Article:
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Hopefully someone maybe can help. Keep in mind that she is acting completely normal; she’s playful and still has her appetite. 9 days ago our 14 week old puppy had diarrhea. We took her to the vet and he gave her Albon, one dose each morning for 3 days. On the morning of the 4th day when she woke up her stomach was swollen up. After reading some on here we rushed here to the vet worried it may be bloat. The vet said she has never seen bloat in a puppy and most likely it was worms. She is on Trifexis but the vet went ahead and gave her Drontal to clear up any worms she may have. After seeing no improvement we took her back to the vet and he was at a loss so he stuck a syringe under her skin in her stomach and pulled out a syringe full of blood tinted fluid.
She has seen 5 vets from 3 different clinics so far and none of them know what is going on. She is always supervised so we know that nothing may have fallen on her or something to cause an internal injury. The next step is exploratory surgery…
 

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My old girl had hemangiosarcoma/cancer of the blood vessels in her pancreas that caused bleeding into her abdomen like that. But I cant imagine a puppy with a hemangiosarcoma.Wonder if she had a bad reaction to the meds and they could have caused a bleeding ulcer. Is she eating okay, whats her stools like?/////I hope you find out soon and it can be fixed easily with your puppy being okay. Please keep us updated and best wishes for a good outcome! Just reread your post and saw she is acting normal. What about taking her to the vet school hospital, in Raliegh, I think.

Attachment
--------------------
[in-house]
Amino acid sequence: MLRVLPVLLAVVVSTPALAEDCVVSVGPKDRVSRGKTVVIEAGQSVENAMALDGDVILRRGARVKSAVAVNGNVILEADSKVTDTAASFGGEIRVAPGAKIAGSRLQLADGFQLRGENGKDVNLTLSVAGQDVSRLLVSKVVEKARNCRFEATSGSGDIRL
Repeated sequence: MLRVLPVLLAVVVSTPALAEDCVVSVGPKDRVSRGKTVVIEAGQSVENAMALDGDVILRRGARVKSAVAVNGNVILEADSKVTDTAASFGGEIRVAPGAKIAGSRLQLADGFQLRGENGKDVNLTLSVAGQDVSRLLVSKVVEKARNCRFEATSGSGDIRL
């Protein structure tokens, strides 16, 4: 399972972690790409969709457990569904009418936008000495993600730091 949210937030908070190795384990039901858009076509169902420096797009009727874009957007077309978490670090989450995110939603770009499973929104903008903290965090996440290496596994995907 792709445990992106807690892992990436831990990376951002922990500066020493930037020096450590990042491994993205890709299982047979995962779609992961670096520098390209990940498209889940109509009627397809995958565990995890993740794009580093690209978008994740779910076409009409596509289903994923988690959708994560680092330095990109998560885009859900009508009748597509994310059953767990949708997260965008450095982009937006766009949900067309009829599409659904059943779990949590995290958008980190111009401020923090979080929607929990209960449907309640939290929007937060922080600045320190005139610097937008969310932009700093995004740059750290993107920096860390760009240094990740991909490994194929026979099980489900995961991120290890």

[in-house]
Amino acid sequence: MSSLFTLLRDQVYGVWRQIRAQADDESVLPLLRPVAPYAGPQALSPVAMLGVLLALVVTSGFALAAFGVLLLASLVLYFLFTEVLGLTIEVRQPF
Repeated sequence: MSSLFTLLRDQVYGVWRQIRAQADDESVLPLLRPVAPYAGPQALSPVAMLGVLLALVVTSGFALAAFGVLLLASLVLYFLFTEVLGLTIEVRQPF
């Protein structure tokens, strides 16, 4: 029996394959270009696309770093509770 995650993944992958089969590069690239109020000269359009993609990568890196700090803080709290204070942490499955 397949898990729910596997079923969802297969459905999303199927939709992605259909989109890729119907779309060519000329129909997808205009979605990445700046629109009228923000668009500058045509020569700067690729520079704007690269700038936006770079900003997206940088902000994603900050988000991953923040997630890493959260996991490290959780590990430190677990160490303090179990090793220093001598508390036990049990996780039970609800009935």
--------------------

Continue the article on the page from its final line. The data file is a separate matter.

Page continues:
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Her stools seem to have some sort of mucus in them. Since intially swelling the stomach has gotten smaller. The vet said with her acting normal that he did not want to operate. He prescribed he a diuretic to see if possibly it will heal its' self. He said if he were to perform surgery then he would do xrays and then surgery. We're worried sick about her but she's acting normal so we're staying positive.
 

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did any of them do an xray or barium?
 

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Possibilities that I can think of are:

Liver Problems--blood tests might give you a better idea of what is happening there.
Heart Problems--of course dobermans are prone to this. But she seems an awfully young puppy for that.
vonWillebrand's--a bleeding disorder. Maybe some kind of trauma could cause bleeding into her abdominal area?? Do you know her vonWillebrand's status? A simple mail-away genetic test, done on a cheek swab, can tell you whether your dog carries a vonWillebrand gene.